Men of Honor

So how are you doing with your New Year’s resolutions? How about the resolution to make no resolutions? Have you resolved to do anything this year? Yeah, I’ve failed too.

Everyone fails. That’s why self-help books are still so popular even though everyone makes fun of their trite, usually shallow advice and diagnoses. We fail and we don’t like it so we try to remedy it. But our unused exercise bikes we all try to sell (and occasionally buy) at our annual yard sale speaks volumes. As do the multiple bread makers, mixers, scrapbook material piles, unread books, and unused wine making kits in our basements along with the workout videos still in the cellophane. We all fail. But these failures are surface failures. No one would likely say that we’ve morally failed by failing in these things. These failures aren’t character failures. No one is less a man because he fails to get a perfect shave or a perfect shape.

But some failures are character failures. Character is that thing that make us do right by others and by ourselves. Before men we can have a good character. We can, for the most part, keep our hands from thievery and our tongues from gross lies and gossip. We can, for the most part, operate within the accepted bounds of our local societies so that we don’t transgress the mores laid down by common consent. But when it comes to our character before God, this good character before men is like putting makeup on a corpse in an effort to make it look like they’re only asleep when in truth they are dead. At its heart, hypocrisy is thinking that our character before men suffices for our character before God.

Before God our character is damaged. That’s too weak a word, but it suffices. For us it is damaged beyond repair. There’s no self-help book that can give the dead the will to live. No motivational speaker can rouse the dead to do the deeds of the living. No amount of posthumous make-up can make give the dead the warmth of the living. And no one can improve his character before God. No one can do good. No one is righteous. Our character is damaged. Our honor is lost. We must be given a new character. This is why Jesus came; to give us a new character before God.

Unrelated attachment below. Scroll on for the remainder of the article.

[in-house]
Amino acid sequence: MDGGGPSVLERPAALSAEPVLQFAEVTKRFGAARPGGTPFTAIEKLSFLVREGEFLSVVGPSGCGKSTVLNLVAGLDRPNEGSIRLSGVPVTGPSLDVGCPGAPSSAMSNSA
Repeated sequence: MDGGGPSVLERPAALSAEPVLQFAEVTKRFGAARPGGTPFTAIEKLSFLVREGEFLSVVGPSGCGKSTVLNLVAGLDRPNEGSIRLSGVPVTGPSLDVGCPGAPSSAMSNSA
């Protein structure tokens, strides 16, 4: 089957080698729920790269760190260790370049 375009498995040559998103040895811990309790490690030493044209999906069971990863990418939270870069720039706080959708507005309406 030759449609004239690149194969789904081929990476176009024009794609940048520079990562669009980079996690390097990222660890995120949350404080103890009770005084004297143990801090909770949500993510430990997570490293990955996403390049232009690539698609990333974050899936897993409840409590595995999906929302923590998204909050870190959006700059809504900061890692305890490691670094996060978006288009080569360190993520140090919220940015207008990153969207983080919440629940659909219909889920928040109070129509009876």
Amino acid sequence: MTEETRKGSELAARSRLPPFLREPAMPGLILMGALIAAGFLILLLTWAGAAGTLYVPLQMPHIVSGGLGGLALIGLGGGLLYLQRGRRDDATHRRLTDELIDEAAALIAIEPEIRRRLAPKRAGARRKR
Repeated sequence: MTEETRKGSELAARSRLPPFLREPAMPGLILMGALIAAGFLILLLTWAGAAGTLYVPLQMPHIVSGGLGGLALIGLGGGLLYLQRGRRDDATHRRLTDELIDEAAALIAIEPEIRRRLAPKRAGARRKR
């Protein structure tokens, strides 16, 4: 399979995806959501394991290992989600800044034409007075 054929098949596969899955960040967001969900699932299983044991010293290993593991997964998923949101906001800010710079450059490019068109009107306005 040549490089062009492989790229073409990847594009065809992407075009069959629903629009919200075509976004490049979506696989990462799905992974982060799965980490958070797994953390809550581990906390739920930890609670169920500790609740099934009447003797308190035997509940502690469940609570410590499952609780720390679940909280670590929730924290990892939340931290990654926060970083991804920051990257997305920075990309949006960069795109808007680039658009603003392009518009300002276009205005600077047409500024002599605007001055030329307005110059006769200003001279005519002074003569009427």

The Son of Mary came to give us back our honor.

Honor is a man’s character in action. Honor does what character dictates. So a dishonorable man has a flawed and wicked character. An honorable man is one of good character. Jesus is a man of honor. He does what is in His character to do. He doesn’t lie because it is not in His character to lie. He doesn’t cheat, gossip, or hold grudges because it is not in His character to do so. He obeys His Father perfectly because His character is to be obedient, even to the point of death on the cross. Jesus is the man of honor. And He gives us His Spirit that we, too, would be men of honor.

Men of honor do what is right because it is right. Their motivations are pure. They do not do things for selfish gain or ever for honor’s sake, as if honor needs to be honored. No, men of honor do things for the sake of others. They do good for the benefit of others. They refrain from evil for the benefit of others. Not just so others won’t be hurt by their evil, but so others will be helped in witnessing restraint and honor. Men of honor live for others. Now we can argue about what is right and wrong, what is honorable and dishonorable in action. We can muse over what an honorable man ought do and what he ought not do. But that’s at best a shallow argument that doesn’t help guide us. It only placates our guilt of not being men of honor but having occasionally done right by God and man. Better to pinpoint the heart of honor so that we have a guide when the waters are dark and the sky is red.